Once such agent, Wilbur “Dock” Hogue, the protagonist of the story, only found out after Aug. 6, 1945, why he had helped uncover Nazi smuggling routes from the Congo and helped spirit uranium out of the country. It was brought by train to Port-Francqui, then on barges down the Kasai to the Congo River to Leopoldville (Kinshasa), where it was reloaded on a train to the port of Matadi.

There the uranium was put on Pan American airplanes or on ships, both bound for New York, where it was unloaded and 1,200 tons stored in a warehouse on the New York City borough of Staten Island. There the uranium remained until it was transported by train to Los Alamos Laboratory in New Mexico, where scientists were developing the bomb.  

(The New York site under the Bayonne Bridge still registered radiation levels high enough for the U.S. government to order a clean-up in 2010.)

Williams also reveals that the U.S. mission was complicated by some Belgian officials in the Congo, as well as Union Minière, who cooperated at times with the Nazis to smuggle out some of the lethal ore.  As Williams explains, after the Germans surrendered, the U.S. learned how far from a bomb the Nazis actually were, and after Japan was defeated, learned for the first time that Tokyo also had had a rudimentary nuclear weapons program.

After VE Day, Einstein tried to convince Truman to shut down the Manhattan Project. But it was too late. Though Generals Dwight Eisenhower, Douglas MacArthur and three other senior American military commanders were opposed to using the bomb, Truman dropped it anyway, not to end the war and save lives, as many historians now agree, but to test the weapon and send a message to the world, and especially the Soviets, about America’s coming dominance.

Author Susan Williams

“The Japanese were ready to surrender, and it wasn’t necessary to hit them with that awful thing,” Eisenhower said.

Though OSS agent Hogue did not know what the uranium was for, he knew he was on a highly dangerous mission. Nazi agents three times tried to kill him, with a bomb, a knife and a gun. He survived the war only to succumb to stomach cancer at the age of 42.

As Williams points out: “Risk factors for this disease include exposure to radiation, which explains why atomic bomb survivors in the Second World War were more likely than most people to get stomach cancer.”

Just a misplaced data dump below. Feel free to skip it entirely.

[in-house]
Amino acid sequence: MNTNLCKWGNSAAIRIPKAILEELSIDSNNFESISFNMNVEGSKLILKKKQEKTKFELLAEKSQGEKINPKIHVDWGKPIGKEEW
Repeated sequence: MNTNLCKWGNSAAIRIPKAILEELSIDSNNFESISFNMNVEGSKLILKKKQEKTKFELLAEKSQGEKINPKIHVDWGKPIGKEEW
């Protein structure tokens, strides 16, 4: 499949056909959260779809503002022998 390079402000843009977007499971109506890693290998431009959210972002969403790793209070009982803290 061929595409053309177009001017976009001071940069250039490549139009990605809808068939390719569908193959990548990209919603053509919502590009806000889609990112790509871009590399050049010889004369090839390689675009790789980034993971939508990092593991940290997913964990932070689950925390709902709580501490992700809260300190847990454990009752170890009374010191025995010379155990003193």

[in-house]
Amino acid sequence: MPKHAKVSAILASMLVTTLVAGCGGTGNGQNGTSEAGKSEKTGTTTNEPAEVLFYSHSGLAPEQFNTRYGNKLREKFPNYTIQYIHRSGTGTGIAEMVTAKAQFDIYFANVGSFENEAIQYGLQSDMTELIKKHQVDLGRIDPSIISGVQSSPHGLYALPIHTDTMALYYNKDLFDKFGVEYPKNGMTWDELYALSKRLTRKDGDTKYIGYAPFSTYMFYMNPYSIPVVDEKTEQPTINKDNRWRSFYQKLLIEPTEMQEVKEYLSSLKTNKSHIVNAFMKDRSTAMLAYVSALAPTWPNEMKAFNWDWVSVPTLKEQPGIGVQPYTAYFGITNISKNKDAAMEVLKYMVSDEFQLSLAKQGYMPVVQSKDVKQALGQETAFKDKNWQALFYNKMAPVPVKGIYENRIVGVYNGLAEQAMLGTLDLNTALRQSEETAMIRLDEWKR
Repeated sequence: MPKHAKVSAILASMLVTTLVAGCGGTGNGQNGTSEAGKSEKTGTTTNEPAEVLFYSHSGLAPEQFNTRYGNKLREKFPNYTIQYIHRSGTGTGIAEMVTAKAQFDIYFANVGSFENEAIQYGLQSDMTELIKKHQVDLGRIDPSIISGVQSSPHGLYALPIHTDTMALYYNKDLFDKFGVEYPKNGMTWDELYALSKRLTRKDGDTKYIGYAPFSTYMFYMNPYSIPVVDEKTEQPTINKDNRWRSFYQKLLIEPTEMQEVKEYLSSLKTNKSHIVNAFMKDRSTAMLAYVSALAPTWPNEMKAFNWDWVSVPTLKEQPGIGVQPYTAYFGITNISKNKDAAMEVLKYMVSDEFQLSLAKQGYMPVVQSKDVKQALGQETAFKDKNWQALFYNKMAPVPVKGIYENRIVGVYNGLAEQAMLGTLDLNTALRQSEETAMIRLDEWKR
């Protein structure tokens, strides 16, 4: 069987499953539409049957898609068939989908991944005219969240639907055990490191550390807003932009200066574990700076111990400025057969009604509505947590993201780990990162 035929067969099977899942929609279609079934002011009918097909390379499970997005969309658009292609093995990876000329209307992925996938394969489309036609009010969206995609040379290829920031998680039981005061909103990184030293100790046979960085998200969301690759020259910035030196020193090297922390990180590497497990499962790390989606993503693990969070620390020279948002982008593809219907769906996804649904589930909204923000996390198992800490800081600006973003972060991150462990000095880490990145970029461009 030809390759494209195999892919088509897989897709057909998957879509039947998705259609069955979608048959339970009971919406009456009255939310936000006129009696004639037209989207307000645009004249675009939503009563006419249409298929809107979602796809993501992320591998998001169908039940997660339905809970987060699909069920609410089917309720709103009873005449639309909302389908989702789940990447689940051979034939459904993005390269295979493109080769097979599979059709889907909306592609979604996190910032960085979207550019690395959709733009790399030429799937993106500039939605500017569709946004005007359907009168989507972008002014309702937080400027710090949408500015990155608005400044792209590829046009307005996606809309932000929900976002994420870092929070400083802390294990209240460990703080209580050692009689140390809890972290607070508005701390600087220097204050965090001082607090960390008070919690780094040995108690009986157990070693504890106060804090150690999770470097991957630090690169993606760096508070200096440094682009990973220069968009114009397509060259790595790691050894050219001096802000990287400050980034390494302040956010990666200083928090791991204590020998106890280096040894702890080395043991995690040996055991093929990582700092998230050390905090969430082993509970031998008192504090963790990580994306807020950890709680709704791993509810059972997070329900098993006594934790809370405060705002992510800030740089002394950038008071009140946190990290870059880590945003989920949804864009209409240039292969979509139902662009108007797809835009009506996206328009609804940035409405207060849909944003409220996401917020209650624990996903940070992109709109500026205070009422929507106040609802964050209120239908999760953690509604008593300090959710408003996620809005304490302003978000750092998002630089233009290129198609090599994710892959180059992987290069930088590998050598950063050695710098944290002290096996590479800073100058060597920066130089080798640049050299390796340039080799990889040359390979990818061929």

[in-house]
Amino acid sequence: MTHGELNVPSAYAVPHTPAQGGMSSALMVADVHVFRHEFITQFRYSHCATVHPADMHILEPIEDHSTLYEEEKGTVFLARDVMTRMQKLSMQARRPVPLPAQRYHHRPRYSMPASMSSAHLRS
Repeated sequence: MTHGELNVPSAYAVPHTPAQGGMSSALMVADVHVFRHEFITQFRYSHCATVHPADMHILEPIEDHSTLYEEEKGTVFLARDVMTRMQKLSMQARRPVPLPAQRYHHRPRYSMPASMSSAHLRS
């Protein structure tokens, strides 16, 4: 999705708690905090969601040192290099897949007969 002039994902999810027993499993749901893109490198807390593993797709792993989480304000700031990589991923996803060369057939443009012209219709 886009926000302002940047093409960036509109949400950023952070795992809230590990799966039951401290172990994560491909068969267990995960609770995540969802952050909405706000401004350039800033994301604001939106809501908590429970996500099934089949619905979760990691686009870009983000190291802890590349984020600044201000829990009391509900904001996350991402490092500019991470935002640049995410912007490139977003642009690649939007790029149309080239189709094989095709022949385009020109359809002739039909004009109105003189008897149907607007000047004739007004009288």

Two other of Hogue’s OSS colleagues from the Congo mission also died at very young ages. But Williams’s concern also extends to the Congolese mine workers who handled the stuff for days on end and about which neither Belgium, Union Minière nor the Americans seemed to have the slightest concern.

“Astonishingly, hardly any attention has been paid to the Congolese, not one of whom was consulted about plans to make atomic bombs with Shinkolobwe’s uranium,” Williams writes. “What would have been their reaction, on a moral basis, to the building of such a destructive and terrible weapon with a mineral from their own land?”

“What would be their reaction today, if the disinformation, shadows and mirrors were swept aside and the full history was set out?” she asks. “Nor were the Congolese informed about the terrible health and safety hazards to which they were exposed; they were simply used as workers, as if they had no rights as equal human beings. This was a process for which the US, the UK and Belgium bear a heavy responsibility.”

Joe Lauria is editor-in-chief of Consortium News and a former UN correspondent for The Wall Street Journal, Boston Globe, and numerous other newspapers. He was an investigative reporter for the Sunday Times of London and began his professional career as a stringer for The New York Times.  He can be reached at [email protected] and followed on Twitter @unjoe .


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6 comments for “ATOMIC BOMBINGS AT 75: How US Spies Secured the Uranium for Hiroshima

  1. Wayne Luney
    August 9, 2020 at 02:13

    One minor quibble about the article. It states that the United States recognized the Vichy regime until the Normandy invasion. That was not so. We did recognize Vichy even after Pearl Harbor but that effectively ended with Operation Torch, the invasion of North Africa, which happened late in 1942. The Germans immediately occupied all of metropolitan France, stranding any Americans still in Vichy in enemy-occupied territory.

  2. Dieter Heymann
    August 7, 2020 at 10:48

    ” As Williams explains, after the Germans surrendered, the U.S. learned how far from a bomb the Nazis actually were.”